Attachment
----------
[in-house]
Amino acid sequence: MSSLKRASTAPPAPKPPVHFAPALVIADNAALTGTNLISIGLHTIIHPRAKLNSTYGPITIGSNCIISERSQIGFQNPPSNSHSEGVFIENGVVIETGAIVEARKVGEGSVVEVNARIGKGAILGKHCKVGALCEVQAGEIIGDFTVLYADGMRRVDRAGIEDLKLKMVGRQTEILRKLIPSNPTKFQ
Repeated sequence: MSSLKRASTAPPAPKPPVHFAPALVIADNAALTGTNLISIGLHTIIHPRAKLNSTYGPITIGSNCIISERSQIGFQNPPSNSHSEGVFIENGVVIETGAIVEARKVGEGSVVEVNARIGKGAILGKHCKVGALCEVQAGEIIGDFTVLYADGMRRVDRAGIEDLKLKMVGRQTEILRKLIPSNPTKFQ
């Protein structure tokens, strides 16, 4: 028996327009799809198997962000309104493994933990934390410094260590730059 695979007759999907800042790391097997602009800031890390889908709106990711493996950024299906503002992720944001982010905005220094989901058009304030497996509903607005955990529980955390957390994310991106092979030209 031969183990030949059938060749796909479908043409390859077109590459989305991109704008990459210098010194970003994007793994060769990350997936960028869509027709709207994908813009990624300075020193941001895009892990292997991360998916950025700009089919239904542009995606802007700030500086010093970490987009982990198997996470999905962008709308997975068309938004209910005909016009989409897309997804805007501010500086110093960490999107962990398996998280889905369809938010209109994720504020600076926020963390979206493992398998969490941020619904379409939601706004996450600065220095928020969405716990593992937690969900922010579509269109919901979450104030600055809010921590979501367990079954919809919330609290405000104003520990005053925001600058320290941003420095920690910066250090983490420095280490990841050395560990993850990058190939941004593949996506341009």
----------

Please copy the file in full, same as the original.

[in-house]
Amino acid sequence: MSSLKRASTAPPAPKPPVHFAPALVIADNAALTGTNLISIGLHTIIHPRAKLNSTYGPITIGSNCIISERSQIGFQNPPSNSHSEGVFIENGVVIETGAIVEARKVGEGSVVEVNARIGKGAILGKHCKVGALCEVQAGEIIGDFTVLYADGMRRVDRAGIEDLKLKMVGRQTEILRKLIPSNPTKFQ
Repeated sequence: MSSLKRASTAPPAPKPPVHFAPALVIADNAALTGTNLISIGLHTIIHPRAKLNSTYGPITIGSNCIISERSQIGFQNPPSNSHSEGVFIENGVVIETGAIVEARKVGEGSVVEVNARIGKGAILGKHCKVGALCEVQAGEIIGDFTVLYADGMRRVDRAGIEDLKLKMVGRQTEILRKLIPSNPTKFQ
């Protein structure tokens, strides 16, 4: 028996327009799809198997962000309104493994933990934390410094260590730059 695979007759999907800042790391097997602009800031890390889908709106990711493996950024299906503002992720944001982010905005220094989901058009304030497996509903607005955990529980955390957390994310991106092979030209 031969183990030949059938060749796909479908043409390859077109590459989305991109704008990459210098010194970003994007793994060769990350997936960028869509027709709207994908813009990624300075020193941001895009892990292997991360998916950025700009089919239904542009995606802007700030500086010093970490987009982990198997996470999905962008709308997975068309938004209910005909016009989409897309997804805007501010500086110093960490999107962990398996998280889905369809938010209109994720504020600076926020963390979206493992398998969490941020619904379409939601706004996450600065220095928020969405716990593992937690969900922010579509269109919901979450104030600055809010921590979501367990079954919809919330609290405000104003520990005053925001600058320290941003420095920690910066250090983490420095280490990841050395560990993850990058190939941004593949996506341009």